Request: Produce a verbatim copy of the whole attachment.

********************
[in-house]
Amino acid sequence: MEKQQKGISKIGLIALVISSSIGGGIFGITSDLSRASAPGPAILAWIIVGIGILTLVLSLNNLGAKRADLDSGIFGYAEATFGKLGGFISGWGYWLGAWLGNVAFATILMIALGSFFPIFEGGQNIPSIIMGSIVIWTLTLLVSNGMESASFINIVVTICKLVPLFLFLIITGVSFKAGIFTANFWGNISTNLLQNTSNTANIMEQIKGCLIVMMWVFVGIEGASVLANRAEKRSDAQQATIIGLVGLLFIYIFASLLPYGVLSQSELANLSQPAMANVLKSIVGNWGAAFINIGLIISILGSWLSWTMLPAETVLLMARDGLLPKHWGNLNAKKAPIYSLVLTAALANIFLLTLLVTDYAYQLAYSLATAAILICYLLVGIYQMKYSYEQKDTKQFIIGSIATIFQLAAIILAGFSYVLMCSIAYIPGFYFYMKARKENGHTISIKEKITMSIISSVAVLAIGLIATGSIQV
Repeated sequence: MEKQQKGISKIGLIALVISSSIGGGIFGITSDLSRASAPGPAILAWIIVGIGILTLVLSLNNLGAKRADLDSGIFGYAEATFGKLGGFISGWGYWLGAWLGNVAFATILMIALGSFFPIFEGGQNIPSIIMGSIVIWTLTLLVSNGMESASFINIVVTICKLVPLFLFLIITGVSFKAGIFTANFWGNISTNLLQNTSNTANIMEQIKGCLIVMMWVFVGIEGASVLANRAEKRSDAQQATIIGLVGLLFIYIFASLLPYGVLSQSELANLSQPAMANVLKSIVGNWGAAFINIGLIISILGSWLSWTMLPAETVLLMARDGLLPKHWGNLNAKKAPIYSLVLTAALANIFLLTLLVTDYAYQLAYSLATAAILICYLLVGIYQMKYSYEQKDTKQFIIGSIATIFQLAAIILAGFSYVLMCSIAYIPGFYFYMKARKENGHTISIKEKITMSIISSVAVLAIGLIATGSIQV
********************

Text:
[in-house]
Amino acid sequence: MEKQQKGISKIGLIALVISSSIGGGIFGITSDLSRASAPGPAILAWIIVGIGILTLVLSLNNLGAKRADLDSGIFGYAEATFGKLGGFISGWGYWLGAWLGNVAFATILMIALGSFFPIFEGGQNIPSIIMGSIVIWTLTLLVSNGMESASFINIVVTICKLVPLFLFLIITGVSFKAGIFTANFWGNISTNLLQNTSNTANIMEQIKGCLIVMMWVFVGIEGASVLANRAEKRSDAQQATIIGLVGLLFIYIFASLLPYGVLSQSELANLSQPAMANVLKSIVGNWGAAFINIGLIISILGSWLSWTMLPAETVLLMARDGLLPKHWGNLNAKKAPIYSLVLTAALANIFLLTLLVTDYAYQLAYSLATAAILICYLLVGIYQMKYSYEQKDTKQFIIGSIATIFQLAAIILAGFSYVLMCSIAYIPGFYFYMKARKENGHTISIKEKITMSIISSVAVLAIGLIATGSIQV
Repeated sequence: MEKQQKGISKIGLIALVISSSIGGGIFGITSDLSRASAPGPAILAWIIVGIGILTLVLSLNNLGAKRADLDSGIFGYAEATFGKLGGFISGWGYWLGAWLGNVAFATILMIALGSFFPIFEGGQNIPSIIMGSIVIWTLTLLVSNGMESASFINIVVTICKLVPLFLFLIITGVSFKAGIFTANFWGNISTNLLQNTSNTANIMEQIKGCLIVMMWVFVGIEGASVLANRAEKRSDAQQATIIGLVGLLFIYIFASLLPYGVLSQSELANLSQPAMANVLKSIVGNWGAAFINIGLIISILGSWLSWTMLPAETVLLMARDGLLPKHWGNLNAKKAPIYSLVLTAALANIFLLTLLVTDYAYQLAYSLATAAILICYLLVGIYQMKYSYEQKDTKQFIIGSIATIFQLAAIILAGFSYVLMCSIAYIPGFYFYMKARKENGHTISIKEKITMSIISSVAVLAIGLIATGSIQV